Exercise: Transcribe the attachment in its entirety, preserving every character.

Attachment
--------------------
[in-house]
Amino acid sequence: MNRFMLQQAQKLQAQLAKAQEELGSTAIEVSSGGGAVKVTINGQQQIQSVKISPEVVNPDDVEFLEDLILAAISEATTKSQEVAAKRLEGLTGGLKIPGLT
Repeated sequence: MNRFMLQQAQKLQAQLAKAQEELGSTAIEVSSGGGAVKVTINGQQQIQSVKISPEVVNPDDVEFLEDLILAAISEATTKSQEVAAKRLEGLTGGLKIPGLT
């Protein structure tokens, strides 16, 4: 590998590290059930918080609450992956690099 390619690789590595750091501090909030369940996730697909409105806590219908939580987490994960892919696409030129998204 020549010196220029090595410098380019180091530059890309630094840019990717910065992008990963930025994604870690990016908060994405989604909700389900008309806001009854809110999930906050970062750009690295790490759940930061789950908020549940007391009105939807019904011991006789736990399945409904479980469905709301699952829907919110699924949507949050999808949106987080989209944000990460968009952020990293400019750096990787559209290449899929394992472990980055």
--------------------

[in-house]
Amino acid sequence: MNRFMLQQAQKLQAQLAKAQEELGSTAIEVSSGGGAVKVTINGQQQIQSVKISPEVVNPDDVEFLEDLILAAISEATTKSQEVAAKRLEGLTGGLKIPGLT
Repeated sequence: MNRFMLQQAQKLQAQLAKAQEELGSTAIEVSSGGGAVKVTINGQQQIQSVKISPEVVNPDDVEFLEDLILAAISEATTKSQEVAAKRLEGLTGGLKIPGLT
């Protein structure tokens, strides 16, 4: 590998590290059930918080609450992956690099 390619690789590595750091501090909030369940996730697909409105806590219908939580987490994960892919696409030129998204 020549010196220029090595410098380019180091530059890309630094840019990717910065992008990963930025994604870690990016908060994405989604909700389900008309806001009854809110999930906050970062750009690295790490759940930061789950908020549940007391009105939807019904011991006789736990399945409904479980469905709301699952829907919110699924949507949050999808949106987080989209944000990460968009952020990293400019750096990787559209290449899929394992472990980055």